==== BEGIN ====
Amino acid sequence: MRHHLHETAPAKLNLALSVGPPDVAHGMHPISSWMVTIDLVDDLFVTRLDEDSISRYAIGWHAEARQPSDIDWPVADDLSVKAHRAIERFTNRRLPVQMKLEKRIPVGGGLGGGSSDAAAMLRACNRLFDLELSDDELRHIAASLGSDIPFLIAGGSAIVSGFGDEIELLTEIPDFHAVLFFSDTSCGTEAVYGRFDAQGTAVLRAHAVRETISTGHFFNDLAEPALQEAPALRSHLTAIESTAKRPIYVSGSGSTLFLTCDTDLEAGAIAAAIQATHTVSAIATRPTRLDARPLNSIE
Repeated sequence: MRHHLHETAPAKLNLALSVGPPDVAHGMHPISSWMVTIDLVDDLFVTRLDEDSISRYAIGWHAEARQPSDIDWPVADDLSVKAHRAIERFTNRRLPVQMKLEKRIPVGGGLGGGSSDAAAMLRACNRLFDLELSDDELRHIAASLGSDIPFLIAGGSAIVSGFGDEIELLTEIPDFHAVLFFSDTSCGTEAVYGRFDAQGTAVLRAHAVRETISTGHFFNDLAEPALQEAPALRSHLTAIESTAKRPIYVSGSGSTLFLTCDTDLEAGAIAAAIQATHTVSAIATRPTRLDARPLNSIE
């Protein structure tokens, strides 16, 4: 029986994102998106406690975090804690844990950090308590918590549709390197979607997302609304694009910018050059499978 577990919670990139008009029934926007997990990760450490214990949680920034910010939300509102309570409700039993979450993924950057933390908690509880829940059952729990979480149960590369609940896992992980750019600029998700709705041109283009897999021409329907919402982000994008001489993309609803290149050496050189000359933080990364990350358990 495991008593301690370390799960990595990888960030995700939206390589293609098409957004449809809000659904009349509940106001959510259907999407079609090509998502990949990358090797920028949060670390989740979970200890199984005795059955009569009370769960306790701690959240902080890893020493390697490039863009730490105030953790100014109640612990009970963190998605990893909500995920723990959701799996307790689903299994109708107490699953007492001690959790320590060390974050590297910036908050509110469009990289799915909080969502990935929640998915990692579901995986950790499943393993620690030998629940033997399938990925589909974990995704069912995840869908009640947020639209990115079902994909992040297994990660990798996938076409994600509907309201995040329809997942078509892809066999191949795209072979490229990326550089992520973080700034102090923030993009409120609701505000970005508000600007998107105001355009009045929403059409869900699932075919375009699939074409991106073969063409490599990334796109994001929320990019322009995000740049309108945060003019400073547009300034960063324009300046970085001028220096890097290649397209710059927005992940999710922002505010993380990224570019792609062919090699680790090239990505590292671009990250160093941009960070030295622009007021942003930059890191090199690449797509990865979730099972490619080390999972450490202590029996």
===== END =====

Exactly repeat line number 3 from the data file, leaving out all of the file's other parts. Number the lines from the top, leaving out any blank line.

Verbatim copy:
């Protein structure tokens, strides 16, 4: 029986994102998106406690975090804690844990950090308590918590549709390197979607997302609304694009910018050059499978 577990919670990139008009029934926007997990990760450490214990949680920034910010939300509102309570409700039993979450993924950057933390908690509880829940059952729990979480149960590369609940896992992980750019600029998700709705041109283009897999021409329907919402982000994008001489993309609803290149050496050189000359933080990364990350358990 495991008593301690370390799960990595990888960030995700939206390589293609098409957004449809809000659904009349509940106001959510259907999407079609090509998502990949990358090797920028949060670390989740979970200890199984005795059955009569009370769960306790701690959240902080890893020493390697490039863009730490105030953790100014109640612990009970963190998605990893909500995920723990959701799996307790689903299994109708107490699953007492001690959790320590060390974050590297910036908050509110469009990289799915909080969502990935929640998915990692579901995986950790499943393993620690030998629940033997399938990925589909974990995704069912995840869908009640947020639209990115079902994909992040297994990660990798996938076409994600509907309201995040329809997942078509892809066999191949795209072979490229990326550089992520973080700034102090923030993009409120609701505000970005508000600007998107105001355009009045929403059409869900699932075919375009699939074409991106073969063409490599990334796109994001929320990019322009995000740049309108945060003019400073547009300034960063324009300046970085001028220096890097290649397209710059927005992940999710922002505010993380990224570019792609062919090699680790090239990505590292671009990250160093941009960070030295622009007021942003930059890191090199690449797509990865979730099972490619080390999972450490202590029996």